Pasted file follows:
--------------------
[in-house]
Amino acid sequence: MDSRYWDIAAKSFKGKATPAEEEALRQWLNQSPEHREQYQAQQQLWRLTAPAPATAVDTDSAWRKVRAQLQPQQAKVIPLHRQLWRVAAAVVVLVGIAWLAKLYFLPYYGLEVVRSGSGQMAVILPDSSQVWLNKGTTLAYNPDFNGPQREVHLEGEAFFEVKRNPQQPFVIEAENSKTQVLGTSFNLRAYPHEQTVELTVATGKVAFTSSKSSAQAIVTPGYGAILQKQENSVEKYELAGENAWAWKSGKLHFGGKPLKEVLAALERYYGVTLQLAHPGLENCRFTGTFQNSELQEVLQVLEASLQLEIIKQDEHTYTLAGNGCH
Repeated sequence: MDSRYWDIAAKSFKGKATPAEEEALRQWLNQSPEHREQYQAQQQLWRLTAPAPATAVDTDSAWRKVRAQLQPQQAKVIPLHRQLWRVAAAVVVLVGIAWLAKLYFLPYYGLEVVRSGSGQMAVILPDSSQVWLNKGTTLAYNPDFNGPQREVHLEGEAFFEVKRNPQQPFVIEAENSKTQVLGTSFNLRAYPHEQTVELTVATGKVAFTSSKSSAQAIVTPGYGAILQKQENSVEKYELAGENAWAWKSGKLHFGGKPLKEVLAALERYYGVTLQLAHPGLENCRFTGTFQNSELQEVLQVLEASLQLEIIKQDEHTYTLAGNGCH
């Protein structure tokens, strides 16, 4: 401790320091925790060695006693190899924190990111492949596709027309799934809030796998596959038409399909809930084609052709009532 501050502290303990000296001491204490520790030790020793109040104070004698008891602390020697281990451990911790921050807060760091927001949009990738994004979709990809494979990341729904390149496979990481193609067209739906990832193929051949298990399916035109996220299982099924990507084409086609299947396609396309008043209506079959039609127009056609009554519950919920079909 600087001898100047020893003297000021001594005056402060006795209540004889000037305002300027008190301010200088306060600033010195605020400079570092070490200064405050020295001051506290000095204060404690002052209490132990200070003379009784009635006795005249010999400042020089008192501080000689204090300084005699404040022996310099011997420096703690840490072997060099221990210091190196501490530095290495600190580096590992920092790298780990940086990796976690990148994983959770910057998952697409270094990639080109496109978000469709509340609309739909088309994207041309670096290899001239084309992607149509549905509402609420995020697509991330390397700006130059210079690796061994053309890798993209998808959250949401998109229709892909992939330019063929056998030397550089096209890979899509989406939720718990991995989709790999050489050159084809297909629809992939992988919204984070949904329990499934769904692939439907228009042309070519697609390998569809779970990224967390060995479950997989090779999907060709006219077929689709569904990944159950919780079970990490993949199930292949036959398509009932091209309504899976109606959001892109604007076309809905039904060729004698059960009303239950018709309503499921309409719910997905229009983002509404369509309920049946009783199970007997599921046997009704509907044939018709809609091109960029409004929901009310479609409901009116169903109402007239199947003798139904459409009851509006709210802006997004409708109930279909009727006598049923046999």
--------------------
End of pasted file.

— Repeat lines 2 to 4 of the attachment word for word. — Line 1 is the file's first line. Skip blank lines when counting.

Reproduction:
Amino acid sequence: MDSRYWDIAAKSFKGKATPAEEEALRQWLNQSPEHREQYQAQQQLWRLTAPAPATAVDTDSAWRKVRAQLQPQQAKVIPLHRQLWRVAAAVVVLVGIAWLAKLYFLPYYGLEVVRSGSGQMAVILPDSSQVWLNKGTTLAYNPDFNGPQREVHLEGEAFFEVKRNPQQPFVIEAENSKTQVLGTSFNLRAYPHEQTVELTVATGKVAFTSSKSSAQAIVTPGYGAILQKQENSVEKYELAGENAWAWKSGKLHFGGKPLKEVLAALERYYGVTLQLAHPGLENCRFTGTFQNSELQEVLQVLEASLQLEIIKQDEHTYTLAGNGCH
Repeated sequence: MDSRYWDIAAKSFKGKATPAEEEALRQWLNQSPEHREQYQAQQQLWRLTAPAPATAVDTDSAWRKVRAQLQPQQAKVIPLHRQLWRVAAAVVVLVGIAWLAKLYFLPYYGLEVVRSGSGQMAVILPDSSQVWLNKGTTLAYNPDFNGPQREVHLEGEAFFEVKRNPQQPFVIEAENSKTQVLGTSFNLRAYPHEQTVELTVATGKVAFTSSKSSAQAIVTPGYGAILQKQENSVEKYELAGENAWAWKSGKLHFGGKPLKEVLAALERYYGVTLQLAHPGLENCRFTGTFQNSELQEVLQVLEASLQLEIIKQDEHTYTLAGNGCH
């Protein structure tokens, strides 16, 4: 401790320091925790060695006693190899924190990111492949596709027309799934809030796998596959038409399909809930084609052709009532 501050502290303990000296001491204490520790030790020793109040104070004698008891602390020697281990451990911790921050807060760091927001949009990738994004979709990809494979990341729904390149496979990481193609067209739906990832193929051949298990399916035109996220299982099924990507084409086609299947396609396309008043209506079959039609127009056609009554519950919920079909 600087001898100047020893003297000021001594005056402060006795209540004889000037305002300027008190301010200088306060600033010195605020400079570092070490200064405050020295001051506290000095204060404690002052209490132990200070003379009784009635006795005249010999400042020089008192501080000689204090300084005699404040022996310099011997420096703690840490072997060099221990210091190196501490530095290495600190580096590992920092790298780990940086990796976690990148994983959770910057998952697409270094990639080109496109978000469709509340609309739909088309994207041309670096290899001239084309992607149509549905509402609420995020697509991330390397700006130059210079690796061994053309890798993209998808959250949401998109229709892909992939330019063929056998030397550089096209890979899509989406939720718990991995989709790999050489050159084809297909629809992939992988919204984070949904329990499934769904692939439907228009042309070519697609390998569809779970990224967390060995479950997989090779999907060709006219077929689709569904990944159950919780079970990490993949199930292949036959398509009932091209309504899976109606959001892109604007076309809905039904060729004698059960009303239950018709309503499921309409719910997905229009983002509404369509309920049946009783199970007997599921046997009704509907044939018709809609091109960029409004929901009310479609409901009116169903109402007239199947003798139904459409009851509006709210802006997004409708109930279909009727006598049923046999």